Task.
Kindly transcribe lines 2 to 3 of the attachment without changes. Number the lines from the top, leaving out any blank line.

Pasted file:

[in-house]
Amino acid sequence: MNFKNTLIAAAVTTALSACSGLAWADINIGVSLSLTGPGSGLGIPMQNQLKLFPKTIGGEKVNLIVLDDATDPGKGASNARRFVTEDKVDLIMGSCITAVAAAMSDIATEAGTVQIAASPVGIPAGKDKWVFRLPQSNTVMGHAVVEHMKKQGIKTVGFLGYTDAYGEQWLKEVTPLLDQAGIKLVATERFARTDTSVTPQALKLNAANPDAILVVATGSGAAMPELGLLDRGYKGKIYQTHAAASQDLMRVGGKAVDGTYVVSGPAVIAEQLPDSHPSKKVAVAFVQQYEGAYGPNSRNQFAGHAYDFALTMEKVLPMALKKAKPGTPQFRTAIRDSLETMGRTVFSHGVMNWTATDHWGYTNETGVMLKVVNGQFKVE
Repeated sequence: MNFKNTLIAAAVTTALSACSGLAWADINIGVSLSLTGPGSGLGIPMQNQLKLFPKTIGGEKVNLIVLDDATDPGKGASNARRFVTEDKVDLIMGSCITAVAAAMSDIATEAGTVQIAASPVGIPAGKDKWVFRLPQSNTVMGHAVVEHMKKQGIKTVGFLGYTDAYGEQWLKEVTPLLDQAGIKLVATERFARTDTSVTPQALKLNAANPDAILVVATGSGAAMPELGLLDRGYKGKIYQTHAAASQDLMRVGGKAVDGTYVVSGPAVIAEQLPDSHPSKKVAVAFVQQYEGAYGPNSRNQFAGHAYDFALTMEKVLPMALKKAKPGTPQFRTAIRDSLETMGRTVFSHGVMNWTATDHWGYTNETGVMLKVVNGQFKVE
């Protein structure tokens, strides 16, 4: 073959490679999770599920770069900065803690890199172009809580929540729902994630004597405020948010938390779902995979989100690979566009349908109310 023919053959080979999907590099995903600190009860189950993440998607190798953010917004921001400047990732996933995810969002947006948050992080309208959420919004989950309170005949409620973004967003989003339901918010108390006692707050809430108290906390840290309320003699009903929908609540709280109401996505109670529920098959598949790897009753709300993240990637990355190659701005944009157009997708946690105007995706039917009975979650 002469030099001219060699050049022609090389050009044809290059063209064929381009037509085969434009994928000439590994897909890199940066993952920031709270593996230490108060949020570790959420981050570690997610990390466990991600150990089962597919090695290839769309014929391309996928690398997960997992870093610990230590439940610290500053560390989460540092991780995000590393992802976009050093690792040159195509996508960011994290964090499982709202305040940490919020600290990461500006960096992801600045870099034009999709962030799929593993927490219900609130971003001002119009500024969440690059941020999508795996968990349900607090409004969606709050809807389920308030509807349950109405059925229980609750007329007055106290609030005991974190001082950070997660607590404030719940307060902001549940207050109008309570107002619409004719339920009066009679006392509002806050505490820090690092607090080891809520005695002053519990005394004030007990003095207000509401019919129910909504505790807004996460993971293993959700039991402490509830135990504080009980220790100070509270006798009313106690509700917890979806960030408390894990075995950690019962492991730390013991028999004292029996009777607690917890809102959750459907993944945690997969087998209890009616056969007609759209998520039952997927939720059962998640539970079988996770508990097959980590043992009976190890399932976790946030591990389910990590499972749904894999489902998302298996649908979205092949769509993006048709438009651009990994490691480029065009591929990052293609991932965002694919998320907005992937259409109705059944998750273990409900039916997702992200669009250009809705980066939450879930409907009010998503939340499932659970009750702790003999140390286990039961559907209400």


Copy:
Amino acid sequence: MNFKNTLIAAAVTTALSACSGLAWADINIGVSLSLTGPGSGLGIPMQNQLKLFPKTIGGEKVNLIVLDDATDPGKGASNARRFVTEDKVDLIMGSCITAVAAAMSDIATEAGTVQIAASPVGIPAGKDKWVFRLPQSNTVMGHAVVEHMKKQGIKTVGFLGYTDAYGEQWLKEVTPLLDQAGIKLVATERFARTDTSVTPQALKLNAANPDAILVVATGSGAAMPELGLLDRGYKGKIYQTHAAASQDLMRVGGKAVDGTYVVSGPAVIAEQLPDSHPSKKVAVAFVQQYEGAYGPNSRNQFAGHAYDFALTMEKVLPMALKKAKPGTPQFRTAIRDSLETMGRTVFSHGVMNWTATDHWGYTNETGVMLKVVNGQFKVE
Repeated sequence: MNFKNTLIAAAVTTALSACSGLAWADINIGVSLSLTGPGSGLGIPMQNQLKLFPKTIGGEKVNLIVLDDATDPGKGASNARRFVTEDKVDLIMGSCITAVAAAMSDIATEAGTVQIAASPVGIPAGKDKWVFRLPQSNTVMGHAVVEHMKKQGIKTVGFLGYTDAYGEQWLKEVTPLLDQAGIKLVATERFARTDTSVTPQALKLNAANPDAILVVATGSGAAMPELGLLDRGYKGKIYQTHAAASQDLMRVGGKAVDGTYVVSGPAVIAEQLPDSHPSKKVAVAFVQQYEGAYGPNSRNQFAGHAYDFALTMEKVLPMALKKAKPGTPQFRTAIRDSLETMGRTVFSHGVMNWTATDHWGYTNETGVMLKVVNGQFKVE